Simulated Rape Pornography
The final measure announced in this slate of news was the criminalisation of simulated rape pornography – aiming to close a loophole in Section 63 of the Criminal Justice and Immigration Act – affectionately known as the “Extreme Porn Law”. To be clear this proposal is talking about the banning of consensual, fictional “rape-play” images. For context – studies from the late 70s and 80s have shown that the idea of forced sex is one of the most common fantasies. Somewhat amusingly this announcement came shortly after the Crown Prosecution Service had adjusted the prosecution guidelines for offences under this act.
To try and criminalise images of consensual, legal things is utter madness. My objections to this are very much the same as my objections to the original section of the act. It makes the assumption that we are unable to distinguish between fantasy and reality. It makes the assumption that there is evidence of harm by looking at consensual images. We’re happy to let people run around and kill simulated people, but to watch a consensual act is somehow damaging. To me this stems from our cultures attitude towards sex in general. Which is that it’s something to be done behind closed doors, without disturbing the neighbours, and without discussing it afterwards. To something so natural, that’s a very weird attitude. It, incidentally, is the same reason I believe the pornography-blocking proposals will cause harm.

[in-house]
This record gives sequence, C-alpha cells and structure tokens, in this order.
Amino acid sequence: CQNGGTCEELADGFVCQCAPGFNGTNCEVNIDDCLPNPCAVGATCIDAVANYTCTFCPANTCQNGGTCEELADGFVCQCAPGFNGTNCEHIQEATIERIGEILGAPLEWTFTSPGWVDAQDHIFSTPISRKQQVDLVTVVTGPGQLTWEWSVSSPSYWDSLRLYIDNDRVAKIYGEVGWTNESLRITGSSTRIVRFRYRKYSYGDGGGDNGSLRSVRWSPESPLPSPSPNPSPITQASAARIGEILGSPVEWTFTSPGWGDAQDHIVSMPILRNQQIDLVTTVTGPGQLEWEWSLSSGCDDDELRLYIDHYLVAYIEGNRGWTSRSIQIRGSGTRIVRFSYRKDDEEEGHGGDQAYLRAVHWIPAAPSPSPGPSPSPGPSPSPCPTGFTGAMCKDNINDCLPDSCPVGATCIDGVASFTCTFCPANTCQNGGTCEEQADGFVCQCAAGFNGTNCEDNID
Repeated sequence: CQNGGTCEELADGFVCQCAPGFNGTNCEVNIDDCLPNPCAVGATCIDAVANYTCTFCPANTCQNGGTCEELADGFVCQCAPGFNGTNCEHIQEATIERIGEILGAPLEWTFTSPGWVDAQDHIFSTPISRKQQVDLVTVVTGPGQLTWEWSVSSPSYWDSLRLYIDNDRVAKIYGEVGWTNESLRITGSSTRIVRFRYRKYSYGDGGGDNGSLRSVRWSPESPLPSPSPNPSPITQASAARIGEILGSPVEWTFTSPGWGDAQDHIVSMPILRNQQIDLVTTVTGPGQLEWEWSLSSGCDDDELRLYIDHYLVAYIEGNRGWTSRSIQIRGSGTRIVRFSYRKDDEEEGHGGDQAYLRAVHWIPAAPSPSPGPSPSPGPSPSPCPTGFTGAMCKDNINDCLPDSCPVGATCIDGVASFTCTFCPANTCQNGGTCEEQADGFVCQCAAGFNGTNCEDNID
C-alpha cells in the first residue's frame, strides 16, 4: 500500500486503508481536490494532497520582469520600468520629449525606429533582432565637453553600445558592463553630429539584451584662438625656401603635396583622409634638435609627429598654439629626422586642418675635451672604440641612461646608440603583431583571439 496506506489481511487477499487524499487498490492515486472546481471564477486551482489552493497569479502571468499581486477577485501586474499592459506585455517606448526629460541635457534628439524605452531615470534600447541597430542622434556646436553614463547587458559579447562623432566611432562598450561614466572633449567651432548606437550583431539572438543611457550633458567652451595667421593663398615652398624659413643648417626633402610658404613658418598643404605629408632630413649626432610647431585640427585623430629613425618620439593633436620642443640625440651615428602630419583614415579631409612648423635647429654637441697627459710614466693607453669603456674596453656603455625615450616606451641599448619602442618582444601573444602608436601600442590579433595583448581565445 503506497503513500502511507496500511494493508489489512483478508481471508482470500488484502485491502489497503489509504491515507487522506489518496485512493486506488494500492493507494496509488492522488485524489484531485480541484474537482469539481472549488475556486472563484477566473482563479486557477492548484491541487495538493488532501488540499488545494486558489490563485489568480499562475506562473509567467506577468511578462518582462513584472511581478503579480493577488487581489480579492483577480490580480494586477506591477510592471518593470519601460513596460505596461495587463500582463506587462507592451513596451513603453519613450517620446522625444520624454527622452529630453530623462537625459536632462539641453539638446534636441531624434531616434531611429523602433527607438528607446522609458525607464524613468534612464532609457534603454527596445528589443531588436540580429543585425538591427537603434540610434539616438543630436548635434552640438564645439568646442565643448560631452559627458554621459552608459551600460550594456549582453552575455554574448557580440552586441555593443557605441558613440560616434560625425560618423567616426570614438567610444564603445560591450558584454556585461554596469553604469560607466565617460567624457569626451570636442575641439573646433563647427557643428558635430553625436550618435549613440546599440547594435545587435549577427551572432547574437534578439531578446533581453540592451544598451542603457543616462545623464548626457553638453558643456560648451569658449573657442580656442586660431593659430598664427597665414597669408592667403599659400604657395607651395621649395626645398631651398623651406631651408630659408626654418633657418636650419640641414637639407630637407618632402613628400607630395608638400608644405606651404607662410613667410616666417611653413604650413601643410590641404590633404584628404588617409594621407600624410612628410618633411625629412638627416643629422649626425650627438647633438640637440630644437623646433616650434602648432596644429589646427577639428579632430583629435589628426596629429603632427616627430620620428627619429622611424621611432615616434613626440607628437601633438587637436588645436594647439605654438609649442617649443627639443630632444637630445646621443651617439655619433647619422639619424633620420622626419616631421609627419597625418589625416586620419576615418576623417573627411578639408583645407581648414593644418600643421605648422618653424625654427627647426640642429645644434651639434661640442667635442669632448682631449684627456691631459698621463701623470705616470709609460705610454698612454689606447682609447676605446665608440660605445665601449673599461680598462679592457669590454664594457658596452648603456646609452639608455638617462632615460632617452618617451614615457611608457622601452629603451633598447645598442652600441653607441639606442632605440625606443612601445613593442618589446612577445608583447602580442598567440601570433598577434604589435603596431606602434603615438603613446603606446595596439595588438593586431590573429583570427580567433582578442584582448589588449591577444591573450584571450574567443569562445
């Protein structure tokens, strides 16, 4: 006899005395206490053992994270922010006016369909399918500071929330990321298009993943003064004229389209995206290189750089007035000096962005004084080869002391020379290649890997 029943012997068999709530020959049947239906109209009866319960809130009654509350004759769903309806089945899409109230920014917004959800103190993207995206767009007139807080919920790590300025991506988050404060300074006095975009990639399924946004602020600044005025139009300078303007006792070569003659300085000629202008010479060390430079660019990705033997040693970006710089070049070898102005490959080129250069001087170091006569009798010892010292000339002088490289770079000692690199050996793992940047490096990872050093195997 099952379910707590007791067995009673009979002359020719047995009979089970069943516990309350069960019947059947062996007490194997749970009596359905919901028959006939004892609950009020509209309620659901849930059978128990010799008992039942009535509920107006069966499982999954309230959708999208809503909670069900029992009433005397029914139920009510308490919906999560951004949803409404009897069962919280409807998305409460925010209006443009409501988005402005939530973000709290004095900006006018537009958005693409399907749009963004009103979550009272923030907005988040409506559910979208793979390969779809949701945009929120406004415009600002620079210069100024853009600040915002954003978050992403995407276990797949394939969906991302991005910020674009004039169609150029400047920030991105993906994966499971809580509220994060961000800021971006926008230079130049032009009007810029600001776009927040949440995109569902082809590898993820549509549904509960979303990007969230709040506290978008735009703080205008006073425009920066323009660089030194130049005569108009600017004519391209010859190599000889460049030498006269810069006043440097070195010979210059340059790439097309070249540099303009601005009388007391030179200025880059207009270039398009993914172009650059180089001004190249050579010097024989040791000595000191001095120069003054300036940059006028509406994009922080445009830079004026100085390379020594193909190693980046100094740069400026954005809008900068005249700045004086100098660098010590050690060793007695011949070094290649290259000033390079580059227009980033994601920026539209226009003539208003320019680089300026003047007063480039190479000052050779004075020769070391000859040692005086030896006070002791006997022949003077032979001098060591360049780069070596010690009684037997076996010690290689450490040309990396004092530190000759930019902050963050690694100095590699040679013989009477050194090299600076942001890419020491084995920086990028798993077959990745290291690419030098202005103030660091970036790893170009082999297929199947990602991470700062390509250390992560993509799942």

Overall, these proposals are terrible. They won’t work, they’ll cause actual harm, and they’ll make people with common fantasies feel victimised.
You can sign the OpenRightsGroup petition here, and a DirectGov ePetition here – although neither address the criminalisation of simulated rape.

Tor, Freedom Hosting, TorMail, Firefox and recent events

So, there’s been…. a lot of panic in the Tor community over the last 24 hours. Let’s have a look at some facts shall we?
Firstly, it would be good if you knew some basics of Tor – I have a previous article on it here. Secondly, forgive the number of Reddit Comments I’ve linked to – but given the lack of mass media coverage of this news, there’s not much choice)